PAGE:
- It’s not what you say but how you say it. Man he would tell me this ALL the time. Even the week before he died he told me this. I still have not mastered it though. I still need to work on this in my life. He always let me speak freely to him. When things would get heated between us, he would always tell me, it’s not what you say but how you say it. He is still trying to teach me that.
- Never stop learning. My dad never thought he had all the answers to any subject (except maybe sniping in Call of Duty) He always felt you could learn more about anything. Google was a good friend of his. I know many times I would call him for advice and the first thing we would ask, did you Google it? I find myself doing that to other people a lot too. The last conversation I had with dad was his advice on LED light bulbs. He knew almost all there was to know about them, color temperature variations, brand to buy, where they were cheapest etc. He never was presented a problem that he could not find the answer to.
- Protect the equipment at all costs! My dad used to tell me the camera equipment or sound equipment costs more than I did. He made sure to over exaggerate this to always respect tools and your equipment to do a job. Many times we worry about the COST of something and not the VALUE of something. He was always one to buy the best of everything because he felt it was a good investment to buy a great product than a mediocre product that wouldn’t last as long. He took pride in his tools and equipment and expected the same from me. I can say I didn’t grasp this fully until he was gone. Now the value of his tools means more to me than the cost of them.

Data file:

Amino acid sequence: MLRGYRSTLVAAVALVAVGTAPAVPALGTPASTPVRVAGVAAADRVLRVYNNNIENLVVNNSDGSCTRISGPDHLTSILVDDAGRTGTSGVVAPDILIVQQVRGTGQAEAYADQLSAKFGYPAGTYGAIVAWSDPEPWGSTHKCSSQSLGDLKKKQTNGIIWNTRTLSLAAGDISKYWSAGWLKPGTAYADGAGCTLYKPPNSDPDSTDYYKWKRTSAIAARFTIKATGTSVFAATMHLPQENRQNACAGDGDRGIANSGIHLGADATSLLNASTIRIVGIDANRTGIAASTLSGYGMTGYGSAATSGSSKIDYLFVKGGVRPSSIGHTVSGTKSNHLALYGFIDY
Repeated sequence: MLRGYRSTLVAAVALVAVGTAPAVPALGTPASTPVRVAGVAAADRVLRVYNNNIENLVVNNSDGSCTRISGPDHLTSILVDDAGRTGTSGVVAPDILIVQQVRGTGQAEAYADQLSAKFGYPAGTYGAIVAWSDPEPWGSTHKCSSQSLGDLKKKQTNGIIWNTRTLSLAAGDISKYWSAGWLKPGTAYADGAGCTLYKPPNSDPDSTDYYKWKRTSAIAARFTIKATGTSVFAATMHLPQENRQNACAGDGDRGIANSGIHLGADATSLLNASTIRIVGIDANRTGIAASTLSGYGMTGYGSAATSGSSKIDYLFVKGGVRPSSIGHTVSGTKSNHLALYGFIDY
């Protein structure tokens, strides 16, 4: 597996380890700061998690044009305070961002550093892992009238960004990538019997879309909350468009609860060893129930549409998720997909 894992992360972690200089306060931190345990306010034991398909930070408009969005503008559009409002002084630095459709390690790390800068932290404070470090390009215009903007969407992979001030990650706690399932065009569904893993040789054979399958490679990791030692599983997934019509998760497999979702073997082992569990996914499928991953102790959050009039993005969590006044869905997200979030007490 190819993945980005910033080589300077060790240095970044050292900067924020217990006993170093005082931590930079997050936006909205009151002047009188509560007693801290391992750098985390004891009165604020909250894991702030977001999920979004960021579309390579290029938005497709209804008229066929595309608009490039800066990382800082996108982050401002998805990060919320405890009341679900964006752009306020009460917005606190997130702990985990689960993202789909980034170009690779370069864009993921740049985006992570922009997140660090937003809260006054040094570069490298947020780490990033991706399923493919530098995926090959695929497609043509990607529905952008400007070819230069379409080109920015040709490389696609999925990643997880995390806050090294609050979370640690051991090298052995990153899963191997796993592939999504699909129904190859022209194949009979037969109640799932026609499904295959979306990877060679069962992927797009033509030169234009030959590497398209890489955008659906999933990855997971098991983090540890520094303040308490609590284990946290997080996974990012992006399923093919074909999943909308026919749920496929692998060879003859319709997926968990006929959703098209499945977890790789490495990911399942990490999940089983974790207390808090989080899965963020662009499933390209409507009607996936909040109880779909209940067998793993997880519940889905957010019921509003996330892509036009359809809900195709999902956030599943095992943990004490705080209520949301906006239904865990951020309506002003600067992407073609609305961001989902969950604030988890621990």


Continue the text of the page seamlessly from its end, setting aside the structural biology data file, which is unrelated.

- Always get the shot. My dad was one of the most focused videographers/photographers I have ever known. He would tell me the often when I was learning to run camera. You have to ignore what is going on around you and focus on what’s coming through the viewfinder. I can apply that to my everyday life and leave the distractions aside and focus on the important things in life. You can’t be distracted with surrounded and lose focus of the shot.
- Never ever quit! If you committed to something, follow through to the end. Even if you feel like quitting, don’t. He used to tell me never use the word can’t. He always made me feel like I could do anything but if I started something, he wouldn’t let me quit.
- Be Generous! My dad rarely told anyone no when someone asked him for something. I think he used up all his “no’s” on me as a child. Yes, dad helped plenty in church but he also would stop and help someone on the side of the road. Or he would give people a ride to church or let my cousin live with us for a few years. He was one of the most generous people I met and truly knew the gift of giving.
- Don’t be afraid to try new things. You have to overcome fear sometimes. My dad always encouraged me to try new things yet he had a hard time actually doing this one himself. Most of the time, the new things we had to try were new foods etc. One of the things I remember him making me try was Anchovies on pizza. Low and behold, that is one of my favorite things now. A full house special from BJ’s Pizza! All in all, the lesson here is, you won’t know unless you try.
- How to be a great husband. My dad would be the first to admit he made mistakes as we were growing up. I know that in recent years, I have watched my dad be the most amazing husband to my mom. Maybe because I was watching more now that I am married and was looking to him but he was a great example. A few weeks before the accident, he shared his Bible reading plan on YouVersion with me and most of the scripture he highlighted were about how you should treat your wife. Many Sunday’s I would go to their house to eat and open a cabinet to get a plate of food and he had written a love note to my mom. Actually, the day of the accident, he wrote a note and left it by mom’s bed. Almost as if he knew what was going to transpire. Which leads me to the next one….
- Life is short. Life is but a vapor. You never know when your loved ones will be called home. I would give anything to have even 1 more minute with my dad to tell him things I wish I had told him. We aren’t promised tomorrow. I do know that I will see him again one day. Dad was one of the best men I have ever known. I love you Dad!